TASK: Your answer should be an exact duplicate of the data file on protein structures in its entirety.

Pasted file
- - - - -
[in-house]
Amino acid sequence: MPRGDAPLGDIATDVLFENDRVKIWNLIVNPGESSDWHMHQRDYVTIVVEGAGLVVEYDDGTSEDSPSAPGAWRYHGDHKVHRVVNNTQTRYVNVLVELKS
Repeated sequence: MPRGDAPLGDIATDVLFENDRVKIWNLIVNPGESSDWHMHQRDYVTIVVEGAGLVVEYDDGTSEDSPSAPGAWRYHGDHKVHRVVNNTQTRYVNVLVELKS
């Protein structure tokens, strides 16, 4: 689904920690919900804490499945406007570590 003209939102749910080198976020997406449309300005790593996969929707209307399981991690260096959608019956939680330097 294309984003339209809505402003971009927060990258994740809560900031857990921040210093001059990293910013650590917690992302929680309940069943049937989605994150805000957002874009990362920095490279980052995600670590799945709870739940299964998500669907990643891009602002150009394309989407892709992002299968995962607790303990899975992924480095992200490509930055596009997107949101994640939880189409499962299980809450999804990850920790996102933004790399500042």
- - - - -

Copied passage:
[in-house]
Amino acid sequence: MPRGDAPLGDIATDVLFENDRVKIWNLIVNPGESSDWHMHQRDYVTIVVEGAGLVVEYDDGTSEDSPSAPGAWRYHGDHKVHRVVNNTQTRYVNVLVELKS
Repeated sequence: MPRGDAPLGDIATDVLFENDRVKIWNLIVNPGESSDWHMHQRDYVTIVVEGAGLVVEYDDGTSEDSPSAPGAWRYHGDHKVHRVVNNTQTRYVNVLVELKS
């Protein structure tokens, strides 16, 4: 689904920690919900804490499945406007570590 003209939102749910080198976020997406449309300005790593996969929707209307399981991690260096959608019956939680330097 294309984003339209809505402003971009927060990258994740809560900031857990921040210093001059990293910013650590917690992302929680309940069943049937989605994150805000957002874009990362920095490279980052995600670590799945709870739940299964998500669907990643891009602002150009394309989407892709992002299968995962607790303990899975992924480095992200490509930055596009997107949101994640939880189409499962299980809450999804990850920790996102933004790399500042």